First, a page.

I’d rather you do that then Bethesda spend time hardcoding a solution over adding yet-another-quest, or whatever other content they could do in that time. Or have the hardcoded solution prevent me from play “how I want”.

      If this was an MMO, 100% valid point. If it was a multiplayer game like Dungeon Defenders, still 100% valid. An sRPG that is far more about the journey than the end-goal? Naw, non-issue IMO.

      • Nils says:

        I already play at master. It changes little. I need to cast more spells before the enemies die. They never hit me, because I am faster anyway. I don’t even fire ice spells to slow them. Enemy casters are countered with having a shield up 100% of the time (doesn’t cost mana now) and chain-casting lightning. A single one can be chain-stunned by dual-casting. Bosses need to be line-of-sighted or kited for 15 minutes until the enormous HP bar is empty.

        Skyrim excels at many things. It is the best RPG in a long, long time. I wrote this on my blog and got some flaming for it. But the gameplay is clearly lacking. If Bethesda doesn’t want me to build a strong char (as that makes the game less fun), then why do they have character power progression in the first place?
        Instead of removing the items I will start another char, I think. A rogue could be fun. I’ll stay clear from enchanting, though.

    • Torcano says:

      Obviously you are to blame if you can resist preventing your own fun.

      Seriously, any single player game can be god moded if you want. If you just want to be powerful use console and save time…

      I don’t understand what the point is though. If you find being super powerful fun then do it. If you find a bit of a challenge more fun then challenge yourself.

      Its simple…you have a personal sandbox to play in. If you purposefully play in a way you don’t find fun, of course that’s your fault.

    • Raelyf says:

      Considering you almost certainly ‘ground’ enchanting up to 100 – since it’s incredibly unlikely to get there through regular play – yes, you are to blame.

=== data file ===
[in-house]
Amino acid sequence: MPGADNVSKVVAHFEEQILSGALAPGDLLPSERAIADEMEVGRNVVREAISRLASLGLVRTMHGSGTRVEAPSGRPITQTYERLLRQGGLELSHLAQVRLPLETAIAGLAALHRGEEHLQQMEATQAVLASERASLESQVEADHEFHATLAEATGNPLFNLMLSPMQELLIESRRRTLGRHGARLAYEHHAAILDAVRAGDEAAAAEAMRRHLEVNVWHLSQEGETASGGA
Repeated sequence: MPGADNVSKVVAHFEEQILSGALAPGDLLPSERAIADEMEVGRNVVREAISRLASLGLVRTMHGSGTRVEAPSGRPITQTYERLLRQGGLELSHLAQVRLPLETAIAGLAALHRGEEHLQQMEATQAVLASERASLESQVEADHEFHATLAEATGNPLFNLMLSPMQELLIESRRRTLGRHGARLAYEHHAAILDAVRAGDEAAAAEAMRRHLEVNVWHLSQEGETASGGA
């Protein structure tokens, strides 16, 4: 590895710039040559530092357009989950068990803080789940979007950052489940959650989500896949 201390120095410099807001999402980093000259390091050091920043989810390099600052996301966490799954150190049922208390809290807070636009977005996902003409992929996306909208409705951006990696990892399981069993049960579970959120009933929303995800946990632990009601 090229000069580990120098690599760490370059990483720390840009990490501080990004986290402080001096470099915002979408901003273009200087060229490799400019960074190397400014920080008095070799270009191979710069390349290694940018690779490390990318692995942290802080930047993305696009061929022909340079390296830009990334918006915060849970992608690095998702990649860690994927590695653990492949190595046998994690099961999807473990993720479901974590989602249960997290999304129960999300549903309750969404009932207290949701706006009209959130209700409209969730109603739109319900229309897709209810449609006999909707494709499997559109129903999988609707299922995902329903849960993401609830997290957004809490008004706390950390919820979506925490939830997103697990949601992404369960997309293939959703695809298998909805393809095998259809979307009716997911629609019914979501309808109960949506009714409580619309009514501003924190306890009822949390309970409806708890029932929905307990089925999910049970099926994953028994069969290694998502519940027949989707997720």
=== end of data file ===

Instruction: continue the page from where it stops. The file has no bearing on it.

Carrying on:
It’s the equivalent to grinding exp in unscaled games (FFVII, anyone?) until you’re so high level nothing can touch you. What did you really expect?

      It’s not a weakness in the game. With regularly play you end up at a reasonable challenge level. If you’re willing to min-max and grind, you’re going to break the difficulty curve.

  2. Rebecca says:

    I’m a hardcore RPer in these games. I’ve actually got a post going up at my site come Monday talking about my first Skyrim character, but seeing as how it’s relevant to this I’d share some of the same insights.

    My first character was a sneaky sniper. At the end of the main story, I 5 shotted the boss. Before heading off to that place, I was one shotting giants even out of stealth, all from maximum arrow distance.

    I did feel like a god.

    I beat that main story boss. I took my cohort Lydia to the SPOILER TEMPLE OF SPOILERY THINGS and turned her over to the SPOILER GROUP, allowing her freedom from her housecarl duties as she had earned them by being my faithful and skilled companion for so long.

    That character was done. I could not bring myself to play it anymore.

    So I rerolled. A mage. I started with a completely different mindset.

    Did my first character do everything? Absolutely not. Do I care? Absolutely not.

    That was one of the joys of fallout 3 and every other Bethesda game: making another character a week, a month, a year, a decade later, and then finding that the game still feels new. Because you know what? It still is.

  3. Drew says:

    “Hearing that people are ‘exploiting’ the game by running into a wall for hours while hidden to max out stealth makes no sense to me.”

    Exactly. I mean, nothing stopped you from leveling characters to 99 back in the day for FF games but it wasn’t fun. Why do that? You’re not competing with anyone in a sRPG or even coordinating with them? Why not just enjoy the game for what it is?

    • Coeur-de-fer says:

      Oh yes, I remember relentlessly slaughtering Tyrannosaurs and Brachosaurs in that forest north of the Veldt to reach level 99 with the entire party (all wearing Exp. Eggs, of course). Nothing like maxed out party, with more Economizers and Ribbons than any party should ever have, to completely trivialize a game that wasn’t exactly the pinnacle of challenge in the first place. I’m actually glad I didn’t know all of the intricacies of stat minmaxing back then, lest I waste more time tweaking the numbers unnecessarily.